N. Graham Standish writing for the Alban Institute:
For most of my life I have really disliked worship. My wife tells me that if I weren't a pastor, I would never go to worship. Fifteen years ago she was right about that, although I have managed to change over time. I am a constant tinkerer when it comes to designing worship, always working with our staff and members to figure out how to tweak our worship in a way that will touch people and open them to what I think is paramount in a worship service: encountering and experiencing God in a way that transforms us, even if just a little bit.
The unfortunate reality is that in North American society, neither the surrounding culture nor the church culture embraces the transforming encounter with God. Many mainline churches quit asking long ago whether our worship leads people to an encounter with Christ and the Holy Spirit. Think about why we do what we do in worship. Do we worship the way we do because it is how we have always done it? Do we worship the way we do because it is what we are best at? Do we worship the way we do because it makes certain members of the church happy? These reasons reside at the center of what has caused so many people to walk away from the church. Many people have wanted a tangible, transforming encounter with God but have never found it in worship, because worship has been focused on everything but that transforming encounter. To foster an encounter with God means designing worship that is deliberately focused on making a spiritual and psychological impact on people. If people are to experience God in worship, it needs to resonate with where they are psychologically and spiritually. If we don’t offer people a venue through which they can access the spiritual, they will gladly find some other venue or ignore their spiritual yearnings and substitute the pursuits and pleasures of the world. ....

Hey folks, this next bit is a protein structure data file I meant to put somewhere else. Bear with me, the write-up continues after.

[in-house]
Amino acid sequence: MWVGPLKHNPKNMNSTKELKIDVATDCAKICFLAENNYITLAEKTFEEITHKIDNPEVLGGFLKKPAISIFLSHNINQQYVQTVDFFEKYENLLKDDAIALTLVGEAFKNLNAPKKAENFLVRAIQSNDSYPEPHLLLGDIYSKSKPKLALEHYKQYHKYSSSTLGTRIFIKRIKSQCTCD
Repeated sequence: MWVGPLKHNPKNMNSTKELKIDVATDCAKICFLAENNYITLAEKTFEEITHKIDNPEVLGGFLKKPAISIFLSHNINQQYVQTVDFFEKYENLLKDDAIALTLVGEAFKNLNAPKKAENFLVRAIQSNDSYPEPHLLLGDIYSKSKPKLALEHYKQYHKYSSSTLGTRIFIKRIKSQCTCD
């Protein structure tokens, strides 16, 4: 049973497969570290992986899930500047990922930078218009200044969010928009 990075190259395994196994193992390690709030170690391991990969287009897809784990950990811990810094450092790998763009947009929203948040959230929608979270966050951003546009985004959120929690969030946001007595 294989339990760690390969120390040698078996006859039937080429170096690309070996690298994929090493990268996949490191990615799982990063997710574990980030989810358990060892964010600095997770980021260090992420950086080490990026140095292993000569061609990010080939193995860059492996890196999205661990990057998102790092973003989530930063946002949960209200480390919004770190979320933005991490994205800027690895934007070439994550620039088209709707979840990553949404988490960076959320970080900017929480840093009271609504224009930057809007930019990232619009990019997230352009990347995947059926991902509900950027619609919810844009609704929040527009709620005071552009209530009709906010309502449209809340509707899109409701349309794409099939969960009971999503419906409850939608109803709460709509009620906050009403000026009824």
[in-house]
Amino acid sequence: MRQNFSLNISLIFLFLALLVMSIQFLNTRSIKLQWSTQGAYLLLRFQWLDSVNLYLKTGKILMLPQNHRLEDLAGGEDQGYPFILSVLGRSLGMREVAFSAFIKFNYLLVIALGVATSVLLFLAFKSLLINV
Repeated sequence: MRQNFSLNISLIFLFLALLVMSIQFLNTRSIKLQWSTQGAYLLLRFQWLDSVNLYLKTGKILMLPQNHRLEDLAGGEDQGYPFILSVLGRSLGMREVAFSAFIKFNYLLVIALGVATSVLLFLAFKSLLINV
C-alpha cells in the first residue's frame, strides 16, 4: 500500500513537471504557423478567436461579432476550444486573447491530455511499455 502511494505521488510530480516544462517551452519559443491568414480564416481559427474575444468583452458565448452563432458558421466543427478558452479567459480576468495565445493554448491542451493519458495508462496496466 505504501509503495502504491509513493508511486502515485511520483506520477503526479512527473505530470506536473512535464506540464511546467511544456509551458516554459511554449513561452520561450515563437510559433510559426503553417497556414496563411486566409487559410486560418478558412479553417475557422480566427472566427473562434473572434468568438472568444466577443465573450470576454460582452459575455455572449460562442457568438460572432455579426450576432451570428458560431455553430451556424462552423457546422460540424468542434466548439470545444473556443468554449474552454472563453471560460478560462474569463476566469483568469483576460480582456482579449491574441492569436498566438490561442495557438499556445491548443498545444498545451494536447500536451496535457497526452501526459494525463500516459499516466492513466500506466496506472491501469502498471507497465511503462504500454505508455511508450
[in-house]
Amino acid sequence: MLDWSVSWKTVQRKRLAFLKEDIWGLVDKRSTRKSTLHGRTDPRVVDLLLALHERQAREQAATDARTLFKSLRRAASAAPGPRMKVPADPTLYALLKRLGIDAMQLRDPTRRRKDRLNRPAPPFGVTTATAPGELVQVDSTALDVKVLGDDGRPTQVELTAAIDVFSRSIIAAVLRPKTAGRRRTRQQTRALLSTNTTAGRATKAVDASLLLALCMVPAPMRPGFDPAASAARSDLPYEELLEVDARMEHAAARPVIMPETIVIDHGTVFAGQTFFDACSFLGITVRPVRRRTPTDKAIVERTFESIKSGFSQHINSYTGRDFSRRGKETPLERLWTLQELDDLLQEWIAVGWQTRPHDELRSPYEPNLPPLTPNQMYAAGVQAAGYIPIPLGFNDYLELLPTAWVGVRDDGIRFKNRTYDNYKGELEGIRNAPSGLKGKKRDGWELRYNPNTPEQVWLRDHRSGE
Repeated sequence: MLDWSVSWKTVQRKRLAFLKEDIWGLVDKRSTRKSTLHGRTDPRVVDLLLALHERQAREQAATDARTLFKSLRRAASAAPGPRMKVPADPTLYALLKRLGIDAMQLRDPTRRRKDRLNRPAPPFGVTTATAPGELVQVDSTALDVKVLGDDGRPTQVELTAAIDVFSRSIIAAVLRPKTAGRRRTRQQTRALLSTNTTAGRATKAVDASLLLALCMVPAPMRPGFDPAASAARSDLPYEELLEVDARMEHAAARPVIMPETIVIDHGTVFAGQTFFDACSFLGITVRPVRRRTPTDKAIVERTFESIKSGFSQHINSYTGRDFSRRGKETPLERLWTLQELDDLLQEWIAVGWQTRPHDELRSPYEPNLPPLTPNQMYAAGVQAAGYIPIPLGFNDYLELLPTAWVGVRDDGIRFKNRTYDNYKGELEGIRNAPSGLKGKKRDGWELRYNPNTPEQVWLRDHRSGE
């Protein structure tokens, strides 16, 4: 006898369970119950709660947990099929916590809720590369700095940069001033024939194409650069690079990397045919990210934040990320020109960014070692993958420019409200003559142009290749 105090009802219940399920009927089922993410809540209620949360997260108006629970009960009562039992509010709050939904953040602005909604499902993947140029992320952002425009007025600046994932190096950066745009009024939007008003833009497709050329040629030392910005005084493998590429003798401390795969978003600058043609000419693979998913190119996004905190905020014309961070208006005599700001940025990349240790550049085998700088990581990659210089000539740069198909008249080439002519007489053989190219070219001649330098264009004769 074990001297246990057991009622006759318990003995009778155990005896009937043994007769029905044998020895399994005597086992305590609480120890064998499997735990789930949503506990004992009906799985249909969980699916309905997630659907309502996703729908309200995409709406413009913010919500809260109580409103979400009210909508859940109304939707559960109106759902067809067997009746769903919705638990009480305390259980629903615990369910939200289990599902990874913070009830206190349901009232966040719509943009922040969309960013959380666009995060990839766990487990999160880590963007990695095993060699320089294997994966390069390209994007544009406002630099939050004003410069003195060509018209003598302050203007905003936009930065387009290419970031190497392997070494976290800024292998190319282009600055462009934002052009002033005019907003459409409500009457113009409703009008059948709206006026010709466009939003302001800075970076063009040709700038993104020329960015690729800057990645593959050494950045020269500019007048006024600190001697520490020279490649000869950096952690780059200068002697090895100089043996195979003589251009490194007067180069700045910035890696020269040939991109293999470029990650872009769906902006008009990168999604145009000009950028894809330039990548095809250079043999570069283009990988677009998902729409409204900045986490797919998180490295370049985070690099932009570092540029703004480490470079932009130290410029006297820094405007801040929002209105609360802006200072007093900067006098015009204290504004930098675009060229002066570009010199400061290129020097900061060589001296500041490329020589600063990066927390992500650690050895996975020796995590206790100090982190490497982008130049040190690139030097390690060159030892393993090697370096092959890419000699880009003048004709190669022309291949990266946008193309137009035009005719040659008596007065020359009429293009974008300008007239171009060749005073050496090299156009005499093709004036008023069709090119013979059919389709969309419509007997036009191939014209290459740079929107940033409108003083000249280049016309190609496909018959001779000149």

The church has to adapt its worship because our culture doesn’t recognize the value of worship when done as it was in generations past. Each generation is different in what it resonates with because over time the culture changes. The result is that worship rooted in previous generations loses its power to connect with each succeeding generation and leads us to address spiritual questions that are no longer being asked, or at least not being asked in a way that can be addressed in forms familiar to today's older generations.
Do you agree? If so, what kind of changes would you propose in Episcopal worship?